Canadian Natural Resources Limited (CNRL) is the company that supplies PNG with their gas. They are the company who own the wells that extract the raw natural gas. The company has about 22 gas wells in the Peace River South area, according to FracFocus, an offshoot fracking website offered through the BC Oil and Gas Commission. It is not noted if the wells are active or not.

CNRL, though responsible for the slight rate increase due to their new facilities fee declined comment for the story, and to explain what the new facilities fee (mentioned above) is for.

It’s amazing that with the amount of natural gas extraction in the Tumble Ridge area, there is only one supplier for our community.

“Total natural gas production in BC in the 2012/13 fiscal year was 1.5 trillion cubic feet (Tcf), approximately half of which was produced in the province’s two most active basins – the Montney (40 percent) and the Horn River Basin (10 percent). Of the 444 wells drilled in the province in 2012/13, over 85 percent targeted unconventional sources, 339 of which were drilled in the Montney, 39 in the Horn River Basin, two in the Liard Basin and one in the Cordova Embayment,” explains the new report by the Oil and Gas Commission.

Tumbler Ridge is located on the edge of the Montney and unconventional sources means shale gas, which means fracking, which means natural gas.

So, let’s get back to the commodity charge. On the PNG website you can learn about the different charges on your bill. The tool explains the commodity charge: “This is the charge for the gas you have consumed in this billing period. This recovers the costs paid by PNG to buy gas on the open market. These costs are passed through to you without mark-up. The commodity charge will change from time to time in response to changes in the gas market prices.”

So then, how can it be that FortisBC is able to lower their commodity price due to lower market costs, but PNGs rates actually went up slightly? According to PNG, because we have to cover the cost for CNRL’s new facilities charges.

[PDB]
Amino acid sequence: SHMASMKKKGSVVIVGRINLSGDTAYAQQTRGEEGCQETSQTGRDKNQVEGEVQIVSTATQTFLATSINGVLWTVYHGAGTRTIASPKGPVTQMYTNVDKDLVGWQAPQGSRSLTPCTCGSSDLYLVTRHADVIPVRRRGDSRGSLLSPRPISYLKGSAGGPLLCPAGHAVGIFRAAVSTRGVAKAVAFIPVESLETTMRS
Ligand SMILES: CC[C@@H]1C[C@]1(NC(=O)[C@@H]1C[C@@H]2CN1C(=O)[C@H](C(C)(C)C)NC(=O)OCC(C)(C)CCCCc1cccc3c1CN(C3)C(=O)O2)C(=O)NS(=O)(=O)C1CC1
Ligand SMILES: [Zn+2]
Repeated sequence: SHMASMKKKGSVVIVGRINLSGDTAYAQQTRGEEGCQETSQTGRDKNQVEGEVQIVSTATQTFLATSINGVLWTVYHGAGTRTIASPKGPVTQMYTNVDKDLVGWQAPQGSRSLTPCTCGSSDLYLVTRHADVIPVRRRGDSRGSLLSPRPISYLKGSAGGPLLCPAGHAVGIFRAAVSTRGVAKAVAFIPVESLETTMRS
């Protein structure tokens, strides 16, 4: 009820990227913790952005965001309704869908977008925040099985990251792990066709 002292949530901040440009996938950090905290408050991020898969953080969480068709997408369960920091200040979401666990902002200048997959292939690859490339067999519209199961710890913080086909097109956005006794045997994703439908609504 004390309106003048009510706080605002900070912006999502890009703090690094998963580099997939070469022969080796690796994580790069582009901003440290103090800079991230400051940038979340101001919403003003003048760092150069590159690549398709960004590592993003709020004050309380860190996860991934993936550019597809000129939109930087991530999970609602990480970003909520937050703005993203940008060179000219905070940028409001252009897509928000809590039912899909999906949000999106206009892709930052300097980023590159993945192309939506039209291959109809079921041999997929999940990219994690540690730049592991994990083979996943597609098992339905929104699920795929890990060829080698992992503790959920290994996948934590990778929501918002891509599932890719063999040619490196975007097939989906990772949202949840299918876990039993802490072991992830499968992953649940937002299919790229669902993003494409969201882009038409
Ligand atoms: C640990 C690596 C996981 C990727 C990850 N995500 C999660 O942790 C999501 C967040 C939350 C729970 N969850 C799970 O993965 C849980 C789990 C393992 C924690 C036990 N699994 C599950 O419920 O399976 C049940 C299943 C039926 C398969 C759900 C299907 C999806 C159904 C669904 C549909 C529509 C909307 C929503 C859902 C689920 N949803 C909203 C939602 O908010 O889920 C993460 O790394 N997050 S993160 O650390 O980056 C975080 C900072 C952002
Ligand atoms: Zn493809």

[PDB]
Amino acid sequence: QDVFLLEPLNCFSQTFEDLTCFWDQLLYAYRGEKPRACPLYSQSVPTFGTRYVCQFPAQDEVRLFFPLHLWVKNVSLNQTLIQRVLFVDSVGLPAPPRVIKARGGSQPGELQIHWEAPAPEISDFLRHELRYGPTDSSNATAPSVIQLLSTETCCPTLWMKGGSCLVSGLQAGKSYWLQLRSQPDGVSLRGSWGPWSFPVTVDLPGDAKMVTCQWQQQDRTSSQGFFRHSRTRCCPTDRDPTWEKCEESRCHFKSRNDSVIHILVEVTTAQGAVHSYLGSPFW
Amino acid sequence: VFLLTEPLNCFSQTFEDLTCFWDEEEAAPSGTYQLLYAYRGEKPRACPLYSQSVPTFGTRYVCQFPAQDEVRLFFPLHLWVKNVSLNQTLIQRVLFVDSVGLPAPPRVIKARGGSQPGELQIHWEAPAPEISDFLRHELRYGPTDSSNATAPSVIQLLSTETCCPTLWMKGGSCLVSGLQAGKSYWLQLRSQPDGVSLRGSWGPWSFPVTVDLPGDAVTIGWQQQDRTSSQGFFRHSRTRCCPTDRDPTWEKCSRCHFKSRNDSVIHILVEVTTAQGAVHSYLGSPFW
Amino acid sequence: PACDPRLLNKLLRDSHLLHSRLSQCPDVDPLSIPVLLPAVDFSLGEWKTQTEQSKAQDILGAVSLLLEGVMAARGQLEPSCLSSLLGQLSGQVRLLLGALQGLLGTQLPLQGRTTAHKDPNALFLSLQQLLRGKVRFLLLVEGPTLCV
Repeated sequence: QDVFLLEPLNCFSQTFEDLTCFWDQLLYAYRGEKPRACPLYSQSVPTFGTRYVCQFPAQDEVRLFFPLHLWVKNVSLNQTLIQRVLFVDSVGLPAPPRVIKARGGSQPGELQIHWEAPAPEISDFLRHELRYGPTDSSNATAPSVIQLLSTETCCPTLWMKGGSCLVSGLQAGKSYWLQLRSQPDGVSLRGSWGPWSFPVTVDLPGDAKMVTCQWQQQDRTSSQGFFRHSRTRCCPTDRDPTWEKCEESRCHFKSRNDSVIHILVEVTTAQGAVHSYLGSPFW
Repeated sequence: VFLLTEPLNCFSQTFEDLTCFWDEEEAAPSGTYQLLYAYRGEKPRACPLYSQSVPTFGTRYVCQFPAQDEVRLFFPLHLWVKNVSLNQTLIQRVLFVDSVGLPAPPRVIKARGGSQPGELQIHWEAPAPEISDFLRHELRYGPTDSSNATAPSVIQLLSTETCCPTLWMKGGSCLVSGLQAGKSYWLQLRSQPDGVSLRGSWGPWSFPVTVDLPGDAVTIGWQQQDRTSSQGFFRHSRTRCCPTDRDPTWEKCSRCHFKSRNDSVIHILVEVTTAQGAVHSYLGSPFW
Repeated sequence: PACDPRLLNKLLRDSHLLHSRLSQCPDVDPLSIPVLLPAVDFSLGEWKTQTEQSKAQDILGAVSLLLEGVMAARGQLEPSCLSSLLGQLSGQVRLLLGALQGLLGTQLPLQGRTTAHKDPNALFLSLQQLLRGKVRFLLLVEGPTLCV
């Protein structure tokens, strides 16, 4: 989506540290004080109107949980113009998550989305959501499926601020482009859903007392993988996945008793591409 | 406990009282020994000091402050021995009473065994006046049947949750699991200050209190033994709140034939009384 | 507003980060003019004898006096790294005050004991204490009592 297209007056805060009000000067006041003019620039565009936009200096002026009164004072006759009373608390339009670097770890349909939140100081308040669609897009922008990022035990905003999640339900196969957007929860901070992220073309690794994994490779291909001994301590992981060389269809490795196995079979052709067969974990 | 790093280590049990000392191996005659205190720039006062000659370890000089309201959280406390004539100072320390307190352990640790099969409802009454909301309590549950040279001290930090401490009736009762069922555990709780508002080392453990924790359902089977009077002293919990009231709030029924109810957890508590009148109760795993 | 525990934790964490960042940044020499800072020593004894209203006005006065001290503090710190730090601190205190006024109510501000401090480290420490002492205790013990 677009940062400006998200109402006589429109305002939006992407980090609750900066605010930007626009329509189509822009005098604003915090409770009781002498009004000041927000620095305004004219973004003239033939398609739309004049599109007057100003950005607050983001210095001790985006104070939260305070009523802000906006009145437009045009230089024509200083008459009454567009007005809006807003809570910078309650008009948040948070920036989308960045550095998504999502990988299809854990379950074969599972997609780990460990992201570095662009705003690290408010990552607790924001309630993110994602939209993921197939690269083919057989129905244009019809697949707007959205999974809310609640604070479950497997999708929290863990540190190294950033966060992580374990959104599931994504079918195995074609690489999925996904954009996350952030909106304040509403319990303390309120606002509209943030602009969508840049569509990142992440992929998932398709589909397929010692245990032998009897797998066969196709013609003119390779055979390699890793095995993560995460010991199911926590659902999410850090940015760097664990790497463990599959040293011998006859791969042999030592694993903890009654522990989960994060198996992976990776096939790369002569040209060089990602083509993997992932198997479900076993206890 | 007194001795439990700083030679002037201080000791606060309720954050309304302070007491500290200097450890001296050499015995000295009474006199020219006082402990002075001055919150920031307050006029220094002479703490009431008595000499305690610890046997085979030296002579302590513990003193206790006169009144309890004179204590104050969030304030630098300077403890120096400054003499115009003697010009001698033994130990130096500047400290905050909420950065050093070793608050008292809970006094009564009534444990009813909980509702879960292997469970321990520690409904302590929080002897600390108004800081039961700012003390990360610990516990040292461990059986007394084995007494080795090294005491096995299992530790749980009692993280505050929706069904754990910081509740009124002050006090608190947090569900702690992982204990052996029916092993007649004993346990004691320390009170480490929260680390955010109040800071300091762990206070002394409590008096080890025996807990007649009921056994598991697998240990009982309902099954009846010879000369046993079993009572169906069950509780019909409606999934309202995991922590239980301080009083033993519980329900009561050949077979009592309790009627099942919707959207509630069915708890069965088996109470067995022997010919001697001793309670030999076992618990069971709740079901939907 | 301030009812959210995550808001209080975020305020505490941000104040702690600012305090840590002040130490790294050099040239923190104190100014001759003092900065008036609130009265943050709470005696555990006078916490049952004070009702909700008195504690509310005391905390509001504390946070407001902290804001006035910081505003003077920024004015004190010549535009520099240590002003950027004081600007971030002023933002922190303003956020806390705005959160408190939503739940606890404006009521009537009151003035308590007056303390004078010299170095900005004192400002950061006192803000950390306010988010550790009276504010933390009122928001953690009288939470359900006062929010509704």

Good news for Tumbler Ridge is we are paying less than Dawson Creek and Fort Nelson, who pay $4.02 per GJ for commodity while Tumbler Ridge is paying $3.40. People from Vanderhoof to Kitimat pay $4.32 per GJ through PNG, whereas Fortis in the Lower Mainland’s and Whistler charges $3.91 per GJ for commodity.

The price for natural gas ( which is a combination of commodity, delivery and a few other charges) in Tumbler Ridge is currently $9.50 per GJ, however in Dawson Creek it is $7.43, for Fort Nelson it is $7.63.

Before Fortis announced this change, Tumbler Ridge actually had one of the lowest commodity charges in BC.

So where does the difference come in for Tumbler Ridge? How do we have one of the lowest commodity prices, but one of the highest gas prices in our region? The answer is our delivery charge.

We have a high delivery charge at $6.10 per GJ compared with Dawson Creek at $3.41 per GJ and Fort Nelson at $3.61.

So in the land of natural gas, we are paying a higher delivery cost, than say the Lower Mainland’s, through FortisBC, because our provider (PNG) has less access to gas in our backyard that ends up the natural gas that heats our homes.

Over the past 12 years natural gas prices in Tumbler Ridge have gone from $13, down to $9, and in 2006 the price was $16 because of a hike in commodity price. Graeme Doak, PNG vice president of human resources and government relations says, “Commodity cost really has an impact on what the rates are whereas the basic and the delivery, when you look at that line, there has been very little fluctuation in basically 12 years.”

So with 339 wells drilled around us in the last year, there has been no drop in delivery charges to residents of Tumbler Ridge.